In contrast to compact cameras, there are DSLR (or Reflex) cameras, which consist of a camera body and interchangeable lenses. But the main characteristic of a DSLR is actually the mechanical system of mirrors inside the body as well as the optical viewfinder (it is this mechanical mirror system that makes Reflex cameras larger and more bulky). This system is to be used in contrast to so-called Hybrid of mirrorless cameras that do not have mirrors and have an electronic viewfinder.
The quality of the images will depend on the performance of the body (sensor size, speed) but especially on the quality of the lens which will greatly influence the final look of the image. Because it must be understood that the main interest of a DSLR camera is the ability to change and use the right lens for a given situation.
I will come back below for all the important criteria for choosing a camera or lenses, but you should know right away that a DSLR is more for people who are interested in photography and who want to learn how to make the right settings for each situation. If you don’t want to invest a little time to understand how a DSLR camera works, the automatic mode of a compact will be enough for you (even if with an advanced compact, it is also really worth mastering the basics).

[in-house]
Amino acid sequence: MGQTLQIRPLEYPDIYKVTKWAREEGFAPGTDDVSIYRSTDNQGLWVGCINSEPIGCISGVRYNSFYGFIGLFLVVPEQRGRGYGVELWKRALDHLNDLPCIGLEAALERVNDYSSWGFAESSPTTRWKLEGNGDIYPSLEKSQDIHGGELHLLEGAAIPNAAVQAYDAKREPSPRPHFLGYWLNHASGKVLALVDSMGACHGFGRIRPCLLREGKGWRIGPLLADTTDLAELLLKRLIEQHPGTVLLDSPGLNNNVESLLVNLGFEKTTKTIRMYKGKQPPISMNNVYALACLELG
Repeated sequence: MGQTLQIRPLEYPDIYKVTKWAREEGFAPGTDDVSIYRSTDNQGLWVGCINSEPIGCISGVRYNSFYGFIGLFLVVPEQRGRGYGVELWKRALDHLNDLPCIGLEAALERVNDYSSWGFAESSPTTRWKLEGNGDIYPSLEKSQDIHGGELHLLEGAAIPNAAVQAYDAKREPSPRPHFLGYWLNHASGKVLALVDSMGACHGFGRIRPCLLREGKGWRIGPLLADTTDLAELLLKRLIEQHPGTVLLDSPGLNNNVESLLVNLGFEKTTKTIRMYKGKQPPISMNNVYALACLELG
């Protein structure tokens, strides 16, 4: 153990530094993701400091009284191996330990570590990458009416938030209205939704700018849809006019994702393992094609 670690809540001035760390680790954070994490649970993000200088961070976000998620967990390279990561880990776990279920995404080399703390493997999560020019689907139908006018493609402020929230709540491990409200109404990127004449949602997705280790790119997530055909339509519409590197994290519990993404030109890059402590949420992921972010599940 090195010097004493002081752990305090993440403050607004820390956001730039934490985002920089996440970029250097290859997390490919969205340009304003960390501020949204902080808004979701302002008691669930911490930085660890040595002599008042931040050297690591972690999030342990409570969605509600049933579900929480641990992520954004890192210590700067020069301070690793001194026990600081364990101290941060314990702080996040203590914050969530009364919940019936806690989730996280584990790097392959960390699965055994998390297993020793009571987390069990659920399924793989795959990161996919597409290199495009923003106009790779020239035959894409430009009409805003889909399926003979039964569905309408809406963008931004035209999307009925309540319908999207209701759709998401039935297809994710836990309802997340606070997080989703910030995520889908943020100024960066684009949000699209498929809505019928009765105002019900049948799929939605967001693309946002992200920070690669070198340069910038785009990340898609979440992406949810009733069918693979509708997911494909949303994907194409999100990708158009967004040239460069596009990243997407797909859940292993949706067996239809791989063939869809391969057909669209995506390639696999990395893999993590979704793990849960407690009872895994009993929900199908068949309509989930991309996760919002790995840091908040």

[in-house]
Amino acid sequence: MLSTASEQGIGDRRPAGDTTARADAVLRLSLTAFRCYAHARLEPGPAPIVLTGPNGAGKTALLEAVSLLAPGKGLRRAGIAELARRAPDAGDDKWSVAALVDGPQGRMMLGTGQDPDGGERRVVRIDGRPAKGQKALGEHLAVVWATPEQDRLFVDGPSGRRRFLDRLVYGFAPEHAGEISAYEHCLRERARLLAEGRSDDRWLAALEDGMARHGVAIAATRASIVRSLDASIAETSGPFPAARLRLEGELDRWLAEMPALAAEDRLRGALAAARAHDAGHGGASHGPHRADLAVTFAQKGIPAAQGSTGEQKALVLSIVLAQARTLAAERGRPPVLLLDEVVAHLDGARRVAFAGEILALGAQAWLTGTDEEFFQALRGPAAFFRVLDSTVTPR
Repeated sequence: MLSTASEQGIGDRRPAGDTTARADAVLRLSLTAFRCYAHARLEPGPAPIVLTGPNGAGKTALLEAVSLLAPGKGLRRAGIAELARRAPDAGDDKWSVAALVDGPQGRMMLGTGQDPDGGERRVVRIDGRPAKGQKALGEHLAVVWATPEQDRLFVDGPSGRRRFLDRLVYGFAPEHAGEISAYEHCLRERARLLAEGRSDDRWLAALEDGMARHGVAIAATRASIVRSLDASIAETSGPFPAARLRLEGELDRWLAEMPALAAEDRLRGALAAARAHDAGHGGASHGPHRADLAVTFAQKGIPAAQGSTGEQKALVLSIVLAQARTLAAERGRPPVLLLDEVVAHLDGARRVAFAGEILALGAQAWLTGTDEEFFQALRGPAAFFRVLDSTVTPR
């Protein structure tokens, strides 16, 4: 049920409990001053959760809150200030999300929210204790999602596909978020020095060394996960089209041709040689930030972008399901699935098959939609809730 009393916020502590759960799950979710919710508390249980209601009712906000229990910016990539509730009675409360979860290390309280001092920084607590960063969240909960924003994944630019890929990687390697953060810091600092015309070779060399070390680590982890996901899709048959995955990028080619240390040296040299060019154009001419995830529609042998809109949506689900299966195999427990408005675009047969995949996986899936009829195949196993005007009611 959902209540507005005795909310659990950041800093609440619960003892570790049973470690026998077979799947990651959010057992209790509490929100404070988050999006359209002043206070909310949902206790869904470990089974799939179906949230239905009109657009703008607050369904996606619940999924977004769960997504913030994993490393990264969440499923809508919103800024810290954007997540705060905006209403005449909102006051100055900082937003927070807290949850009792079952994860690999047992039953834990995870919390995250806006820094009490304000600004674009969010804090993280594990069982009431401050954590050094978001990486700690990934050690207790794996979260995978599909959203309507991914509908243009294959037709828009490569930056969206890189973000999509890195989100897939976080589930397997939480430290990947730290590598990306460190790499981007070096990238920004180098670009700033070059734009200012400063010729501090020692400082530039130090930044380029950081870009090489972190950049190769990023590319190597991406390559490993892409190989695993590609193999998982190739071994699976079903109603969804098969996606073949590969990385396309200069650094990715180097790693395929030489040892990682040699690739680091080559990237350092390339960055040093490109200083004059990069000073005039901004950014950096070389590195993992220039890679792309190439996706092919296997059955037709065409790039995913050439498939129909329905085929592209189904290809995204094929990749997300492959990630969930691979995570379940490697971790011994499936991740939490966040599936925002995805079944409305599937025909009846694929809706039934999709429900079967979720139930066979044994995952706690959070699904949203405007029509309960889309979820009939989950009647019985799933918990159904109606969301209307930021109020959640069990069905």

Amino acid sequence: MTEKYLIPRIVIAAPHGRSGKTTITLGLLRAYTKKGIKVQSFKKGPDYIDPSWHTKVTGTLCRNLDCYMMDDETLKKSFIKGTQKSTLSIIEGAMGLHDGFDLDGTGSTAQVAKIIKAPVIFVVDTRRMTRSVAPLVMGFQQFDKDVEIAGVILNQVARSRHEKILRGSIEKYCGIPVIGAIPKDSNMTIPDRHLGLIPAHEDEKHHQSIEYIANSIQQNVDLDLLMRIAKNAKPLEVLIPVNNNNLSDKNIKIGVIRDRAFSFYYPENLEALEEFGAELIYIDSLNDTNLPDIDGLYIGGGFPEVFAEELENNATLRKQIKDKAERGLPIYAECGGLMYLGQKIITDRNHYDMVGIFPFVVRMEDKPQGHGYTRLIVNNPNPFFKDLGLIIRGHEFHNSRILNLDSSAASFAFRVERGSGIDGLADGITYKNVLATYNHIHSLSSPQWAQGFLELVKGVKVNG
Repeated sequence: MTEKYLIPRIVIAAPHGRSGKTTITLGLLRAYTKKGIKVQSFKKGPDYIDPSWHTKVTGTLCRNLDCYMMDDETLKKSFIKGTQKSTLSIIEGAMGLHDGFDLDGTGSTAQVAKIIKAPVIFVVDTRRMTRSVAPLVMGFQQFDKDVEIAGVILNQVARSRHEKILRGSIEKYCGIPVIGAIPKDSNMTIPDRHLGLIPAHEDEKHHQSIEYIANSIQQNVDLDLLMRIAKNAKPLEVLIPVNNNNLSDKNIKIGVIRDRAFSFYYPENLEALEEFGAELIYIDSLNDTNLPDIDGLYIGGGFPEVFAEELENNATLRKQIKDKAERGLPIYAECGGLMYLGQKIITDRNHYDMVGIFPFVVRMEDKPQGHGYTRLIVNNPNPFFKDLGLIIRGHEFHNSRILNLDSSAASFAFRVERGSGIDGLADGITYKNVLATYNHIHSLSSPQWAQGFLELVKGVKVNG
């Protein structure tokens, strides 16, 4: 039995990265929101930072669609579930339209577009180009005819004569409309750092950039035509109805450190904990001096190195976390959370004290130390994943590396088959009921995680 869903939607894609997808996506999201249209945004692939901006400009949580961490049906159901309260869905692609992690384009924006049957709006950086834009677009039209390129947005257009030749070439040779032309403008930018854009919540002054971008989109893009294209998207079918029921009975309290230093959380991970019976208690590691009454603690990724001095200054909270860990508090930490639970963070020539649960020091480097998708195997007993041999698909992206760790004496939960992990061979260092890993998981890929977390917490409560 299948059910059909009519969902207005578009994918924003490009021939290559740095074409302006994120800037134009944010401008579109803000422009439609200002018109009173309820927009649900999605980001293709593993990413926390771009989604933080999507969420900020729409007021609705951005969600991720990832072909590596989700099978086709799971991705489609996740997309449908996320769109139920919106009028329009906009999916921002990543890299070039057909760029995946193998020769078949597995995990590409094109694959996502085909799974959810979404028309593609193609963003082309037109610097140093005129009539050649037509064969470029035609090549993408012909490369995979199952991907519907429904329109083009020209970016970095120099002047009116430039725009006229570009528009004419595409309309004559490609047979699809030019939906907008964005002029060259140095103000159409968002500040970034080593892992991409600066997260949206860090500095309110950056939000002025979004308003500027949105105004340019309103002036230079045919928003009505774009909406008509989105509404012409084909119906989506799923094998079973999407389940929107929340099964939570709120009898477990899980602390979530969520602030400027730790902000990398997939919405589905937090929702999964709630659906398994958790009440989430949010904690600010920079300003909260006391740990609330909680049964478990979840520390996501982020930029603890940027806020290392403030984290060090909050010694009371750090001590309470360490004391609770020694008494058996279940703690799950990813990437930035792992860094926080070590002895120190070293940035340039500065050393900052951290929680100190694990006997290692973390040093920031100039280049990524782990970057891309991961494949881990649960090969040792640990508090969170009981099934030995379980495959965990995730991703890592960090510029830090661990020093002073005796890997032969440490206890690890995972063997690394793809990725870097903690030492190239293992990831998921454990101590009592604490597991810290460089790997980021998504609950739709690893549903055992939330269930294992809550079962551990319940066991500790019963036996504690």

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My opinion :
If you are not afraid of the learning curve and want to spend some time on it, you will get great results with a DSLR and 2-3 well chosen lenses. However, avoid Reflexes if size, compactness and discretion are important criteria for you (such as for a long-term trip for example 😉 ). It is for these reasons that hybrids have become so popular in the past few years
Mirrorless (or Hybrid) camera
Hybrid cameras are really trendy right now. To be honest, the main idea is quite good: To gain weight and size by removing the mechanical mirror system from the DSLR while keeping the possibility of changing lenses. The result is quite interesting with smaller and lighter bodies for very similar performances.